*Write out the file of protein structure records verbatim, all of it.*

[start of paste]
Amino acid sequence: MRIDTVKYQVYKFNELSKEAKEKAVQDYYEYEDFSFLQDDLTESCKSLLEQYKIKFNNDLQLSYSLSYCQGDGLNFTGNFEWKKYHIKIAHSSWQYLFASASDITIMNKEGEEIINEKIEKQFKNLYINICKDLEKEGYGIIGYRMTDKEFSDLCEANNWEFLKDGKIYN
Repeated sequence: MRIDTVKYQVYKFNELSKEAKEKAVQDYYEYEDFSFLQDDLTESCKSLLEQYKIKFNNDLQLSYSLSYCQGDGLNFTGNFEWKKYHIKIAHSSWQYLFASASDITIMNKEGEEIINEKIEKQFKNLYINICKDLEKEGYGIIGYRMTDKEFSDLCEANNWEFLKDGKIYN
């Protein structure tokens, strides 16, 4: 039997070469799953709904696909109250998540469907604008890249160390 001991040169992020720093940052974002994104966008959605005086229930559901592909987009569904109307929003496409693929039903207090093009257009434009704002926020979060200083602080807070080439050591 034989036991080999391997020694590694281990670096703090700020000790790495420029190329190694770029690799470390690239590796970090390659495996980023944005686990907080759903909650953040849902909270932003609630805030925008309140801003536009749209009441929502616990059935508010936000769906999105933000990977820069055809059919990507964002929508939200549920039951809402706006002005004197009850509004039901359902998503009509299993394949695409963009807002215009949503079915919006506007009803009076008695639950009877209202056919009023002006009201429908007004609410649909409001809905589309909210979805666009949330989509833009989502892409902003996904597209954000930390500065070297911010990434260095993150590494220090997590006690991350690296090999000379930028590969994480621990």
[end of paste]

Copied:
Amino acid sequence: MRIDTVKYQVYKFNELSKEAKEKAVQDYYEYEDFSFLQDDLTESCKSLLEQYKIKFNNDLQLSYSLSYCQGDGLNFTGNFEWKKYHIKIAHSSWQYLFASASDITIMNKEGEEIINEKIEKQFKNLYINICKDLEKEGYGIIGYRMTDKEFSDLCEANNWEFLKDGKIYN
Repeated sequence: MRIDTVKYQVYKFNELSKEAKEKAVQDYYEYEDFSFLQDDLTESCKSLLEQYKIKFNNDLQLSYSLSYCQGDGLNFTGNFEWKKYHIKIAHSSWQYLFASASDITIMNKEGEEIINEKIEKQFKNLYINICKDLEKEGYGIIGYRMTDKEFSDLCEANNWEFLKDGKIYN
């Protein structure tokens, strides 16, 4: 039997070469799953709904696909109250998540469907604008890249160390 001991040169992020720093940052974002994104966008959605005086229930559901592909987009569904109307929003496409693929039903207090093009257009434009704002926020979060200083602080807070080439050591 034989036991080999391997020694590694281990670096703090700020000790790495420029190329190694770029690799470390690239590796970090390659495996980023944005686990907080759903909650953040849902909270932003609630805030925008309140801003536009749209009441929502616990059935508010936000769906999105933000990977820069055809059919990507964002929508939200549920039951809402706006002005004197009850509004039901359902998503009509299993394949695409963009807002215009949503079915919006506007009803009076008695639950009877209202056919009023002006009201429908007004609410649909409001809905589309909210979805666009949330989509833009989502892409902003996904597209954000930390500065070297911010990434260095993150590494220090997590006690991350690296090999000379930028590969994480621990």